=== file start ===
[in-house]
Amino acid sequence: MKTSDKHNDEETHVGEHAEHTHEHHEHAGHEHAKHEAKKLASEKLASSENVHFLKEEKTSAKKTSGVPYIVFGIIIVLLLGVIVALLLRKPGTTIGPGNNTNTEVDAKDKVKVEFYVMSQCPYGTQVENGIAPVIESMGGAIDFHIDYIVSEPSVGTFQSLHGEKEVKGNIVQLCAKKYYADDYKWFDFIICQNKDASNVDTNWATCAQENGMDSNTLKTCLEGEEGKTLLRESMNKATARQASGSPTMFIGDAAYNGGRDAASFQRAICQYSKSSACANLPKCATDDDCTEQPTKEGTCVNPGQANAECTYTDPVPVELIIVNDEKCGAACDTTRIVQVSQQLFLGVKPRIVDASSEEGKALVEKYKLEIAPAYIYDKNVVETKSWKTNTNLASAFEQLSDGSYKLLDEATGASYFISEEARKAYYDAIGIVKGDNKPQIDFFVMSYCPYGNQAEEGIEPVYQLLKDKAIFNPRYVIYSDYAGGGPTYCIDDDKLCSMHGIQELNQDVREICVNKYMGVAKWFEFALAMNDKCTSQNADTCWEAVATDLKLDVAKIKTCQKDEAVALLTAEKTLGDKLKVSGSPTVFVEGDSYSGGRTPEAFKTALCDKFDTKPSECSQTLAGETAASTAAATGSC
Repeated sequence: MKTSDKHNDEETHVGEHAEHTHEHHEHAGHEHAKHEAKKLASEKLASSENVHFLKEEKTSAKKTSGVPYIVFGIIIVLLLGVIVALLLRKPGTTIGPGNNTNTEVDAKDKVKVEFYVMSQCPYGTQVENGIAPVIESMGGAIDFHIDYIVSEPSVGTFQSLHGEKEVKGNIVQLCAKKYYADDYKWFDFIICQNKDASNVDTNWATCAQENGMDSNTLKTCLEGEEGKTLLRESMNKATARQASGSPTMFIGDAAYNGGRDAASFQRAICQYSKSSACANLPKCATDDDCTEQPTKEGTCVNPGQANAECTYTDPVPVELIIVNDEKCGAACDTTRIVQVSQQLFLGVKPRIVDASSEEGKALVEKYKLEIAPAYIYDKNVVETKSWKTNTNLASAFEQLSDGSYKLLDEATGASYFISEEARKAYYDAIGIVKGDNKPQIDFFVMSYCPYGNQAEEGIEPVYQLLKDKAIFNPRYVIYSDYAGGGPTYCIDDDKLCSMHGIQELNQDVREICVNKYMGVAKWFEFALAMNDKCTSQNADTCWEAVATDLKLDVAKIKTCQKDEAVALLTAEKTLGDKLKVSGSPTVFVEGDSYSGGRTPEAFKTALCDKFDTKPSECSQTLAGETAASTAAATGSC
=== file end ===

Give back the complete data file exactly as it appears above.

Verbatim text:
[in-house]
Amino acid sequence: MKTSDKHNDEETHVGEHAEHTHEHHEHAGHEHAKHEAKKLASEKLASSENVHFLKEEKTSAKKTSGVPYIVFGIIIVLLLGVIVALLLRKPGTTIGPGNNTNTEVDAKDKVKVEFYVMSQCPYGTQVENGIAPVIESMGGAIDFHIDYIVSEPSVGTFQSLHGEKEVKGNIVQLCAKKYYADDYKWFDFIICQNKDASNVDTNWATCAQENGMDSNTLKTCLEGEEGKTLLRESMNKATARQASGSPTMFIGDAAYNGGRDAASFQRAICQYSKSSACANLPKCATDDDCTEQPTKEGTCVNPGQANAECTYTDPVPVELIIVNDEKCGAACDTTRIVQVSQQLFLGVKPRIVDASSEEGKALVEKYKLEIAPAYIYDKNVVETKSWKTNTNLASAFEQLSDGSYKLLDEATGASYFISEEARKAYYDAIGIVKGDNKPQIDFFVMSYCPYGNQAEEGIEPVYQLLKDKAIFNPRYVIYSDYAGGGPTYCIDDDKLCSMHGIQELNQDVREICVNKYMGVAKWFEFALAMNDKCTSQNADTCWEAVATDLKLDVAKIKTCQKDEAVALLTAEKTLGDKLKVSGSPTVFVEGDSYSGGRTPEAFKTALCDKFDTKPSECSQTLAGETAASTAAATGSC
Repeated sequence: MKTSDKHNDEETHVGEHAEHTHEHHEHAGHEHAKHEAKKLASEKLASSENVHFLKEEKTSAKKTSGVPYIVFGIIIVLLLGVIVALLLRKPGTTIGPGNNTNTEVDAKDKVKVEFYVMSQCPYGTQVENGIAPVIESMGGAIDFHIDYIVSEPSVGTFQSLHGEKEVKGNIVQLCAKKYYADDYKWFDFIICQNKDASNVDTNWATCAQENGMDSNTLKTCLEGEEGKTLLRESMNKATARQASGSPTMFIGDAAYNGGRDAASFQRAICQYSKSSACANLPKCATDDDCTEQPTKEGTCVNPGQANAECTYTDPVPVELIIVNDEKCGAACDTTRIVQVSQQLFLGVKPRIVDASSEEGKALVEKYKLEIAPAYIYDKNVVETKSWKTNTNLASAFEQLSDGSYKLLDEATGASYFISEEARKAYYDAIGIVKGDNKPQIDFFVMSYCPYGNQAEEGIEPVYQLLKDKAIFNPRYVIYSDYAGGGPTYCIDDDKLCSMHGIQELNQDVREICVNKYMGVAKWFEFALAMNDKCTSQNADTCWEAVATDLKLDVAKIKTCQKDEAVALLTAEKTLGDKLKVSGSPTVFVEGDSYSGGRTPEAFKTALCDKFDTKPSECSQTLAGETAASTAAATGSC